Perhaps we should start with the pay levels that government employees get cut them all back to the levels in 1940‘s. Suspend all grants to foreign nations, eliminate all payments to the UN. Make it a flat tax of 10% for every one, including Businesses. This will allow us to eliminate the IRS. No more programs or projects until the budget is balanced. Pay as you go should be added to the constitution. Just like a family budget you have to save to make those special purchases. Surplus funds all go into a savings account. We pay the military period. Make all the federal employees pay into Social Security. Remove all US bases over seas, bring it all back home. Then we mount an aggressive move to annex all of South America and take control of those regions establishing military post with martial law in those regions. Treat them all as future states to join the Union or remain territories of the United States. Establish American laws in all these regions to eliminate drug cartels, control their resources and work forces to better their lives and way of living, with adequate wages and safe food and medical care for all.Once we reach the southern most tip of South America we ask Canada If they would like to join us.

    16. mount clemens michig says:

      The non governmental employee does only what is in their job description and nothing more or get paid more. The government employee is required to do most anything reasonably asked of them whether it is in the job description or not. The 30 and out at 56 is based on the old retirement system that ceased in 1984. If you are a FERS retiree your plan is made up of the defined benefit of 1% for every year at your high three years, so 30 years you get 30% of your pay. That is the smallest part of the retirement package. The next part is social security which you would not get unitl you were 62, not at 56. You are not able to touch your Thrift savings plan until age 59.5 not at 56. This means that you do not get your full benefits if you retired at 56 until you are 62 at the earliest. Most federal employees that retire under the FERS plan are lucky to get even 50% of their last years paychecks. You can go to the site federalsoup.com and find much of this information out. Ed Zurndorfer is an excellent resource for federal employee benefits information.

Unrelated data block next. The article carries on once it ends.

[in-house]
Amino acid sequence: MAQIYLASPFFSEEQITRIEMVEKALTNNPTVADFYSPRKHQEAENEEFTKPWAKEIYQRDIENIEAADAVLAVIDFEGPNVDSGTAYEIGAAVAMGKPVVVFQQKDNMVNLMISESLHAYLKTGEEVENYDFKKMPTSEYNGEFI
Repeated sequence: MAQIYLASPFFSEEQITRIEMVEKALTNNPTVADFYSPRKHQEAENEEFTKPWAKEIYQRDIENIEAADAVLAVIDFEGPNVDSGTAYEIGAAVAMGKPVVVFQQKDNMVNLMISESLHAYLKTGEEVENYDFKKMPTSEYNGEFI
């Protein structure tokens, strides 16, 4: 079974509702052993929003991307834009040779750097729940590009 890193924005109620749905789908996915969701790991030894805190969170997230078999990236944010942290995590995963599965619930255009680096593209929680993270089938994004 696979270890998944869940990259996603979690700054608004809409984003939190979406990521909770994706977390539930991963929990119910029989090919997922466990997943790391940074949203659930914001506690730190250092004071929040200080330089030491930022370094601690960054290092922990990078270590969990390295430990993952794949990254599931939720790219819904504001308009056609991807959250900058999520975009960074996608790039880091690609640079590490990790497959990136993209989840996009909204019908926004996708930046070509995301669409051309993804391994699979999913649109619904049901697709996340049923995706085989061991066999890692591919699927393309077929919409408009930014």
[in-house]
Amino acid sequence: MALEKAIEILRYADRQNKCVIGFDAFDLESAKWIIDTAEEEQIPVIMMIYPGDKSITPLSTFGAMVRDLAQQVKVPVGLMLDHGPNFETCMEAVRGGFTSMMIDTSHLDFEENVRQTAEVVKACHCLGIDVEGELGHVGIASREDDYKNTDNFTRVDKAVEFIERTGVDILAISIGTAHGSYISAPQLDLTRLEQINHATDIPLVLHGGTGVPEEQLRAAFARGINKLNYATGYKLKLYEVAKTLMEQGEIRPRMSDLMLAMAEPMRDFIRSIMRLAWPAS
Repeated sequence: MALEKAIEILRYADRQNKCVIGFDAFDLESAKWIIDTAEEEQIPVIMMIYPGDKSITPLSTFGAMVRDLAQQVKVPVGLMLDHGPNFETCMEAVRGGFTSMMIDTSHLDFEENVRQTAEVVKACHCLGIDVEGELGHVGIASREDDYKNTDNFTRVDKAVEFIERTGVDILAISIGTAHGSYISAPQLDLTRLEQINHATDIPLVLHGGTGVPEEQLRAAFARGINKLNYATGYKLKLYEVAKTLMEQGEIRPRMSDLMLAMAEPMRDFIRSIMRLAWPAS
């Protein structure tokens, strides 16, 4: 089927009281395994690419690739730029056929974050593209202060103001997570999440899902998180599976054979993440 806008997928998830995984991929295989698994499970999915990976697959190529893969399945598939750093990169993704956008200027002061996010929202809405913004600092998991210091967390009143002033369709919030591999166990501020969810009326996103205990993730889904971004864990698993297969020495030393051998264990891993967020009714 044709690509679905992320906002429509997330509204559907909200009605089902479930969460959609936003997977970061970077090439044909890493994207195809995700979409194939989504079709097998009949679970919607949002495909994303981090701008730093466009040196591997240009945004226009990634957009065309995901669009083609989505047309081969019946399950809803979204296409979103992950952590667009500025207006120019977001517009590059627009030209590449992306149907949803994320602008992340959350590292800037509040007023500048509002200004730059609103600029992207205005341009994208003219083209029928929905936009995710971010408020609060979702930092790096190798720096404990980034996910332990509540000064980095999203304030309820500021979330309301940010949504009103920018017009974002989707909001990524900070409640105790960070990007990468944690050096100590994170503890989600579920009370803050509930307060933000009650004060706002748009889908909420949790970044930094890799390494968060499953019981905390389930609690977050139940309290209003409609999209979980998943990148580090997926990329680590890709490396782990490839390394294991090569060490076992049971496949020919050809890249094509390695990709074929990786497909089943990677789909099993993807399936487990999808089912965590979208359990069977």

We just need to look at all the salaries of the many new CZARS to see where many of th e150+ k jobs are.

      Everybody for gets about the huge government contractor base that has been established. This contracting out has been shown to be not cost effective based on the comment I made at the opening of this blog. Millions could be saved by shrinking this base.

    17. Mark Omaha, NE says:

      I work in the private sector and have not received a raise in two and a half years; vacation time taken; sick pay days taken; and 401K no longer matched. If I can sacrifice, so can the federal employees!

    18. Jane Ingram says:

      Why don't you quit picking on federal workers. The work they do requires them to be a cut above private sector workers.

      Their salaries would not be a problem if it weren't for Obama's overspending.

    19. KBKBKB says:

      "Gravy train?" What private sector employees fail to realize or mention in these type of stories is that government employees never receive stock options, profit-sharing or other dividends, or promotions based on a job well done or business expansion due to success. They operate under civil service rules which often keep them in the same position for years, but do so gladly in the name of providing public service. They do so because they want to help people, and the retirement benefits are often the only concession to the lack of aforementioned incentives which are found in many private sector careers.

    20. Pingback: The News Factor, an online Conservative News Magazine » ARE YOU NUTS!! Obama wants to give Federal workers a 1.4% across the board pay raise

    21. ann birchfield says:

      This article is very leaned and full of "half truths" I am a retired Federal Employee and let me help set the record straight.

      These high paid people you are speaking of must be in Wash DC as I never saw not even one in my 20 years of service at the base I was employed at. I never made it to even $50K

      . When we retire we also loose most of our Social Security which I had my complete 40 quarters before I joined Federal Service, This is an injustice that should be rectified.

      Lets talk about our health insurence plan, yes we choose to keep one but "our" share of cost is over $400. per month for the family plan. It is not free.

    22. Matt says:

      As is the problem with all government changes is that they are universal in nature. Is there unbelievable misuse of tax payer money absolutely. I would argue however that very little of that is in employee salaries. It is no secret what any government employee makes and they are providing a specific service or expertise.

      I make the same working for the VA as I would in the private sector in my current job. This freeze is on cost of living, meaning, when you consider inflation, I will be making less in two years than I do now. Ouch. I